Believing that the world will end that very day, three mental patients Coco, Tsumuji, and Satoru set out upon a journey. Walking upon the tops of the walls of the city, they seek to find a ... See full summary »
Nanami is an apathetic, part-time junior high school teacher, whose only solace comes from connecting with others on "Planet", a new social network service. One day, a young man named ... See full summary »
After her parents separate, 14 year-old Tetsuko (who will soon be nick-named Alice) moves with her mother to a new town in what she calls "The Boonies" and must enroll as a transfer student... See full summary »
Moemi is not overly pleased when Yukio brings home a couple of turtles to keep her company. Although Yukio works at home as a writer, Moemi feels neglected and desired a dog or a cat, but ... See full summary »
Life isn't easy for a group of high school kids growing up absurd in Japan's pervasive pop/cyber culture. As they negotiate teen badlands- school bullies, parents from another planet, lurid snapshots of sex and death- these everyday rebels without a cause seek sanctuary, even salvation, through pop star savior Lily Chou-Chou, embracing her sad, dreamy songs and sharing their fears and secrets in Lilyholic chat rooms. Immersed in the speed of everyday troubles, their lives inevitably climax in a fatal collision between real and virtual identities, a final logging-off from innocence. Written by
Sujit R. Varma
The original song "Kaifuku Suru Kizu (Wounds that heal)" was later used by Quentin Tarantino in Kill Bill Vol. 1, precisely in the scene where Beatrix Kiddo enters the room where are the many katanas built by Hattori Hanzo. See more »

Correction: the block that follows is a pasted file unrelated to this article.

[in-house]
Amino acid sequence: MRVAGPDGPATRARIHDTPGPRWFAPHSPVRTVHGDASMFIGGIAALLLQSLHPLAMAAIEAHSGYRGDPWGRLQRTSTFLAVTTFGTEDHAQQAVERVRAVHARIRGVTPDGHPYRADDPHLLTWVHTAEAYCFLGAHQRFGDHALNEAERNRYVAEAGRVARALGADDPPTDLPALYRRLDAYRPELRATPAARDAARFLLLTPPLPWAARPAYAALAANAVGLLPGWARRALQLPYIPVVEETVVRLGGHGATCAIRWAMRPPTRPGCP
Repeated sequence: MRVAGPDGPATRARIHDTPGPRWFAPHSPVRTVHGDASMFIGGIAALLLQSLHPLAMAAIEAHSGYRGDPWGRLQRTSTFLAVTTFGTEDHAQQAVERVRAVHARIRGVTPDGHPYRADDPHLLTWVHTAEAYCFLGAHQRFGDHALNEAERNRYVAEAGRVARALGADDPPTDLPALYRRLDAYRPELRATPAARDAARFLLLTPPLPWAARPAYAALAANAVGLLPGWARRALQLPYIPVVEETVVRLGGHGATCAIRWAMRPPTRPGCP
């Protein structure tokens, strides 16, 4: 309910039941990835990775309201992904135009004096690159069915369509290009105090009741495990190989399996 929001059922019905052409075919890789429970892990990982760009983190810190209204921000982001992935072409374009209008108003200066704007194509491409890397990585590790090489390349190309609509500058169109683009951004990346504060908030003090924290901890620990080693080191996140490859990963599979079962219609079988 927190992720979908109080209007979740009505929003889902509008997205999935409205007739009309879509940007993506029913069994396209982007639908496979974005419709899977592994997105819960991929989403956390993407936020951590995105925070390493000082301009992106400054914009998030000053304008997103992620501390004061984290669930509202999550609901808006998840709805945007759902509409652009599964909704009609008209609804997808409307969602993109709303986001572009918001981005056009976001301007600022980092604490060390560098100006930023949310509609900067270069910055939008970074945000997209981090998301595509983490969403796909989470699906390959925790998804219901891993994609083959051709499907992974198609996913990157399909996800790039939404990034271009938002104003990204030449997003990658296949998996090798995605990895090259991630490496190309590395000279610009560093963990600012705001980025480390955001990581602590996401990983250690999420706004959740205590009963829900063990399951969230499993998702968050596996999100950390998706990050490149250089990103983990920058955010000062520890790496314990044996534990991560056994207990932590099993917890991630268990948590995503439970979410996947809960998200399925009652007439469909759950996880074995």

The one agreeable thing that can be said about Shunji Iwai is that he makes beautiful images. Lily Chou Chou is his most recent release (and let me state, since someone incorrectly wrote it is pronounced "Choo Choo" it is not, it is spoken "Shoo Shoo"), and one of his most coherent films. For some reason this movie seems to puzzle a lot of people... maybe it is the translation from English to Japanese (I watched the movie in Japanese dialog only, so I don't know if they killed it with subtitles or not), but the movie's plot is really not so complicated. If you know a little bit about Japanese life and culture, the emotions of youth, and devotion to an artist then you can watch this movie and understand it. Even for those who were confused by the plot, another one or two viewing should clear up any misunderstandings. Iwai does have some issues with complicating plot stories, or leaving out plot at all. As a writer he is great, but not perfect. As a director of film and photography he is mind blowing. The images that Iwai creates and displays to the audience are the most beautiful presented. Whether or not the story behind this movie shines to you, the images should be enough to blow your mind. Iwai uses re-occurring themes to present lovely contrasts. He also chose a beautiful selection of music to accompany his film, from Debussy to old Okinawan songs to Lily Chou Chou's own. If you pay attention to the gentle subtleties presented in this film, there is no way you can walk away with your life unchanged. I know this film has changed my life, and has become my main source of inspiration.
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